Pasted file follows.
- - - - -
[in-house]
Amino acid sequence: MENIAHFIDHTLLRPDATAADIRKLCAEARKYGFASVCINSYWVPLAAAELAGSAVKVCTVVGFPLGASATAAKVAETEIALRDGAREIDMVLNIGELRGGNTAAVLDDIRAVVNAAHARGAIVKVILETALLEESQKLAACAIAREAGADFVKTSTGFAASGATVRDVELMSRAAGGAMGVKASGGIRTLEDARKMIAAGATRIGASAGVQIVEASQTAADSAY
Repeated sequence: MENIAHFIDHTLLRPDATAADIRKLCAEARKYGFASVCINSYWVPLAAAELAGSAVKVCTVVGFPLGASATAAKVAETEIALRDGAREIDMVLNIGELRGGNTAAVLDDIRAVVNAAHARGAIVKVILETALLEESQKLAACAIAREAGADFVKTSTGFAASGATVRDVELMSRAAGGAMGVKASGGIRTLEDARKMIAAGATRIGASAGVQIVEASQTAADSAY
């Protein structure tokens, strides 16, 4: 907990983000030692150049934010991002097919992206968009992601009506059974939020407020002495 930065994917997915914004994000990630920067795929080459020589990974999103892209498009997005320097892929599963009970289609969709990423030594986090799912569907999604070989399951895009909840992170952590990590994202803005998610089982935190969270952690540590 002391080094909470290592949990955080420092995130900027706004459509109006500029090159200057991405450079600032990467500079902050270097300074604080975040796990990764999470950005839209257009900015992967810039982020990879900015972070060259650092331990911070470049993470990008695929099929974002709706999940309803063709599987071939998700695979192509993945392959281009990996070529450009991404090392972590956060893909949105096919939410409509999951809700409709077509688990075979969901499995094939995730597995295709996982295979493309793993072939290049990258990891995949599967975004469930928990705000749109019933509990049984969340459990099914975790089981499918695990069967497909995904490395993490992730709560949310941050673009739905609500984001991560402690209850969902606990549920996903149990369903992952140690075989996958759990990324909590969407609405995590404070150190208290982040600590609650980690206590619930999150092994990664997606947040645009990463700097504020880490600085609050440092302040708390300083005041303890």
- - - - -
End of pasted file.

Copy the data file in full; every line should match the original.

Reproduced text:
[in-house]
Amino acid sequence: MENIAHFIDHTLLRPDATAADIRKLCAEARKYGFASVCINSYWVPLAAAELAGSAVKVCTVVGFPLGASATAAKVAETEIALRDGAREIDMVLNIGELRGGNTAAVLDDIRAVVNAAHARGAIVKVILETALLEESQKLAACAIAREAGADFVKTSTGFAASGATVRDVELMSRAAGGAMGVKASGGIRTLEDARKMIAAGATRIGASAGVQIVEASQTAADSAY
Repeated sequence: MENIAHFIDHTLLRPDATAADIRKLCAEARKYGFASVCINSYWVPLAAAELAGSAVKVCTVVGFPLGASATAAKVAETEIALRDGAREIDMVLNIGELRGGNTAAVLDDIRAVVNAAHARGAIVKVILETALLEESQKLAACAIAREAGADFVKTSTGFAASGATVRDVELMSRAAGGAMGVKASGGIRTLEDARKMIAAGATRIGASAGVQIVEASQTAADSAY
């Protein structure tokens, strides 16, 4: 907990983000030692150049934010991002097919992206968009992601009506059974939020407020002495 930065994917997915914004994000990630920067795929080459020589990974999103892209498009997005320097892929599963009970289609969709990423030594986090799912569907999604070989399951895009909840992170952590990590994202803005998610089982935190969270952690540590 002391080094909470290592949990955080420092995130900027706004459509109006500029090159200057991405450079600032990467500079902050270097300074604080975040796990990764999470950005839209257009900015992967810039982020990879900015972070060259650092331990911070470049993470990008695929099929974002709706999940309803063709599987071939998700695979192509993945392959281009990996070529450009991404090392972590956060893909949105096919939410409509999951809700409709077509688990075979969901499995094939995730597995295709996982295979493309793993072939290049990258990891995949599967975004469930928990705000749109019933509990049984969340459990099914975790089981499918695990069967497909995904490395993490992730709560949310941050673009739905609500984001991560402690209850969902606990549920996903149990369903992952140690075989996958759990990324909590969407609405995590404070150190208290982040600590609650980690206590619930999150092994990664997606947040645009990463700097504020880490600085609050440092302040708390300083005041303890």